This little piggy needs to get off the market and stay home.
The newest bizarre — and frankly hideous — footwear trend called “big-toe” heels has quite unfortunately descended upon us, and they’re giving other ugly shoe front-runners like Crocs, Birkenstock and the dreaded Vibram Fivefingers a real run for their money.
The unsightly shoes — which loudly expose the big toe while the rest are covered, like in a regular heel — debuted on the catwalk for Paris-based brand Y/Projects’ spring/summer 2018 collection. But the heels really turned heads at last year’s spring/summer 2019 show, paired with the designer Glenn Martens’ whimsical designs.
Even more disturbing is the fact that the shoes — that go for upward of $1,000 — are selling out like hotcakes, including a black-and-white floral leather open-toed mule version, according to Lyst’s website.
Strangely, the big toe seems to really be having a moment, while other high-fashion brands like Phoebe Philo’s Céline have also hopped on the freaky bandwagon, with a line of similar heels, Pirate Leather Sandals, that only cover the big toe and reveal the rest for $695.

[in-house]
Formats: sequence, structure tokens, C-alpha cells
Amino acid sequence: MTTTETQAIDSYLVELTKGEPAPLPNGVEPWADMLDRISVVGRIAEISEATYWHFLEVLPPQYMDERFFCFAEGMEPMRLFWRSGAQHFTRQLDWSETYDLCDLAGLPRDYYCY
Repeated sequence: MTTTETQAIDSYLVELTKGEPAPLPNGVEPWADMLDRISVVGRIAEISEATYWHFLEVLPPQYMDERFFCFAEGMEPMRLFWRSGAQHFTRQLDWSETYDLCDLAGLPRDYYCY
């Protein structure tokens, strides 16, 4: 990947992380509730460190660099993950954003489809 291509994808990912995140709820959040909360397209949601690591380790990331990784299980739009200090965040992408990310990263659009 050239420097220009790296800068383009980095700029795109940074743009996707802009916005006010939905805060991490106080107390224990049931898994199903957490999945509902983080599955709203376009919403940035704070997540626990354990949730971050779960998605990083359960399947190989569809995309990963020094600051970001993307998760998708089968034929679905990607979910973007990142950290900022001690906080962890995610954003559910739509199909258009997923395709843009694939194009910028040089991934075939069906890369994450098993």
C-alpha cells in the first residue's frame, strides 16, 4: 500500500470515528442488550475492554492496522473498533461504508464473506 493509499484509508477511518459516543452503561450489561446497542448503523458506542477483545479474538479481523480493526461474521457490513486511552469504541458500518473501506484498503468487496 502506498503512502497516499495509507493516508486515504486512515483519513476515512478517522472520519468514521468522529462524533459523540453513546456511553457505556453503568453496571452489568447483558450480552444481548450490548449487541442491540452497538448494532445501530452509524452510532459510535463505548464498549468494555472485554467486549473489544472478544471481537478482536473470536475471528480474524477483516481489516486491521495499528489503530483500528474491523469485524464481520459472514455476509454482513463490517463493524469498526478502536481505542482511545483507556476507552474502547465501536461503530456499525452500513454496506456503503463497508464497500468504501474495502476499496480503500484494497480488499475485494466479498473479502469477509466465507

Somehow, these are also sold out as the #BigToeShoe craze hits Instagram.
French veteran designer Maison Margiela was the first to introduce the toe-separation craze with his Tabi calfskin boots (which go for $980) in 1989, which cover all toes, but with a big divider between the big toe and its friends.
The cutting-edge approach was adapted from the traditional Japanese tabi sock, designed to be worn with thonged footwear like zōris and getas, which are pretty much flip-flop clogs.
“I wanted to create an ‘invisible’ shoe, the illusion of a bare foot walking on a high, chunky heel,” Margiela told Geert Bruloot, the first retailer who stocked Margiela’s pre-Gaultier shoes, in a rare interview about his creation, according to GQ.
The hoof-meets-woman hybrid footprint was first introduced into the fashion lexicon during Margiela’s debut spring/summer 1989 season, when models donning the shoes dipped in red paint left the alien footprints in their wake.
But regardless of the shoe’s acclaimed avant-garde origins, even Margiela’s centaur-ish boots made their way onto the widely followed @CrimesAgainstShoemanity Instagram with a pair of boots with feet painted on top.
“You know how I feel about this,” the photo is captioned.
And the answer is “Yes,” we certainly do. When it comes to these heels, just say “No,” to the toe.
By Melkorka Licea